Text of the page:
What is SRS?
Stereotactic radiosurgery (SRS) is a non-surgical treatment for small malignant tumors in the brain and some non-cancerous (benign) brain conditions. It’s an advanced radiation therapy technique that precisely delivers multiple beams of radiation to a tumor, sometimes in one, single treatment session. The benefit of SRS is that no surgery is required, hospitalization and the side effects of surgery are avoided. No incisions, no hospital stays.
SRS uses narrower x-ray beams than conventional “whole-brain” radiation therapy where a larger area of your brain receives radiation. As a result, it can target small tumors with pinpoint accuracy, within one to two millimeters, avoiding the surrounding healthy brain tissue. Because SRS has greater accuracy, we are able to deliver higher doses of radiation to the tumor site. The reduced risk of damage to healthy tissue also means that side effects are less likely.
There are three main advantages of stereotactic radiosurgery (SRS) over conventional whole-brain radiation therapy
- Single treatment
With conventional radiation therapy you may need as many as 10 treatments. But with SRS, the radiation is far more powerful and can be delivered in three to five doses, or even a single dose. This allows you to spend more time doing what you love, without having to factor in multiple trips for treatment sessions.
- Reduced side effects
Increased accuracy means that the radiation beam is less likely to hit your healthy tissue - and less likely to cause side effects than with conventional radiation therapy. Several studies have shown that this can help to preserve everyday cognitive function and an improved quality of life after treatment in both the short and long term.
- Surgery free treatment
In many cases, SRS means you can avoid having surgery. The benefit of SRS - surgery, hospitalization and the side effects of surgery are avoided. No incisions, no hospital stays.
How does SRS work?
Before your treatment, you’ll attend a planning appointment. Here, you’ll have a custom-made flexible mask fitted which will be used to keep your head still during treatment. You’ll also need a CT (computerized tomography) or MRI scan so we can locate the exact size, shape and position of your tumor, which helps us plan your treatment.
Before your treatment begins, you may be given steroids to help minimize the risk of swelling in thearea of your brain that is being treated.
You will lie down on the treatment couch and your radiation therapist will fit your mask on. It’s important that you’re in the correct position to match your planning scans so your radiation therapist may take some time to move you into place by moving the couch. SGRT and IGRT are utilized to improve the pin point accuracy required for SRS treatments.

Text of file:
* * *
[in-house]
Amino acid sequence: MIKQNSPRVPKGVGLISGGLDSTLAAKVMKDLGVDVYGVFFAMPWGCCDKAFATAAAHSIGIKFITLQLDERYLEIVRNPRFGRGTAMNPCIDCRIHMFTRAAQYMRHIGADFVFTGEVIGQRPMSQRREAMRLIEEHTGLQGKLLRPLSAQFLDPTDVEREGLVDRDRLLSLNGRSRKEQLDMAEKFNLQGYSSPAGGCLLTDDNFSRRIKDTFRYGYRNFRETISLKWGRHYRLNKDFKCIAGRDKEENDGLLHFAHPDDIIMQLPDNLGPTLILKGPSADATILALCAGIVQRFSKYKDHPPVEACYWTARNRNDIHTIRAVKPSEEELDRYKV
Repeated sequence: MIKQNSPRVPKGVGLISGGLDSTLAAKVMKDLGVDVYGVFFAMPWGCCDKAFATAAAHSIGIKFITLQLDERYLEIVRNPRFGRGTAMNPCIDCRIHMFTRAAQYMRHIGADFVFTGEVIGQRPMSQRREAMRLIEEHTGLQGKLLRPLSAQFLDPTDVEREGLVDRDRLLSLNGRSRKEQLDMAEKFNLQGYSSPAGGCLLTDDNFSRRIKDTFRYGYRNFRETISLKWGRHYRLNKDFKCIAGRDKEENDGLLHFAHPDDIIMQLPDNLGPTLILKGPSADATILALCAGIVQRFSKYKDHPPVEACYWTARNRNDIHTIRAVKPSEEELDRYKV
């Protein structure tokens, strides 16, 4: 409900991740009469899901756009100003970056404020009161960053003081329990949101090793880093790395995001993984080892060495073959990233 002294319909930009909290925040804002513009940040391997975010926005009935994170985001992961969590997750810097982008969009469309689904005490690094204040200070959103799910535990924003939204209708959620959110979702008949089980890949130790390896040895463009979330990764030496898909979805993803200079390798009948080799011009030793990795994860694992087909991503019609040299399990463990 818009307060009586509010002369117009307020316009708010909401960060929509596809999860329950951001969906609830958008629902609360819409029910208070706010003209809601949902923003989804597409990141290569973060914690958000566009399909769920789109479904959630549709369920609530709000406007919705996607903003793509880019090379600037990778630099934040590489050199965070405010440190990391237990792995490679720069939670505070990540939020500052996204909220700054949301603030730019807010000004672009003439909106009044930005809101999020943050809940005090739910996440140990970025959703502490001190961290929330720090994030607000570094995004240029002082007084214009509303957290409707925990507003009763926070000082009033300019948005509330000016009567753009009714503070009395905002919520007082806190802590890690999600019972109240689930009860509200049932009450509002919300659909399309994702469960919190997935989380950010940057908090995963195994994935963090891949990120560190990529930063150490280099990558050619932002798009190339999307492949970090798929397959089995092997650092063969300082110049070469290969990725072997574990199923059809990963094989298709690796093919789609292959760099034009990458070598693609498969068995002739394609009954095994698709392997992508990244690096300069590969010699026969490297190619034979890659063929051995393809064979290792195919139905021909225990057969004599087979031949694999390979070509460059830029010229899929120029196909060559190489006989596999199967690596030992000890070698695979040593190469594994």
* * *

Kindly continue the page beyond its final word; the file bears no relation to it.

You can also listen to music throughout the session, which should take between 20 and 30 minutes, or longer for more complex cases. You won’t be able to feel the treatment—SRS is a painless procedure. You can go home after your treatment has finished.
SRS may be suitable for you if you have either a tumor that started in your brain (primary tumor) or a tumor that has spread from elsewhere in your body (metastatic or secondary tumor). This includes:
- If you’ve had surgery to remove brain metastases to reduce the risk of recurrence
- Small tumors such as pituitary adenomas and chordomas or meningiomas at the base of the skull
- Benign (non-cancerous) tumors such as acoustic neuromas (vestibular schwannomas)
Your physicians are very experienced in the use of SRS as well as other techniques and together you’ll decide if this is the best option for you. SRS may not be suitable for you if:
- The treatment area includes certain important nerves that could be accidentally damaged by radiation
- The tumor is larger than 4cm
What about side effects?
You can expect fewer side effects with stereotactic radiosurgery (SRS) than conventional whole-brain radiation therapy because its greater accuracy means that the risk of damage to healthy brain tissue is lower.
You may experience some of the following during your treatment course, but they’ll usually disappear within two to four weeks of completing your treatment:
- Nausea and vomiting
- Dizziness and headaches
- Hair loss
- Changes to your skin in the treatment area
- Temporary worsening of your symptoms
Around 10% of people notice side effects months, or even years, after SRS. These are related to the treatment area within the brain and may include:
- Hearing loss
- Loss of brain function
- Memory loss
- Pituitary gland damage
- Radiation damage to the normal brain
- Visual impairment
- Secondary cancer, though this is rare
Many of these side effects can be successfully treated. It’s important you attend your follow-up visits and scans so we can identify and treat any of your problems as soon as possible.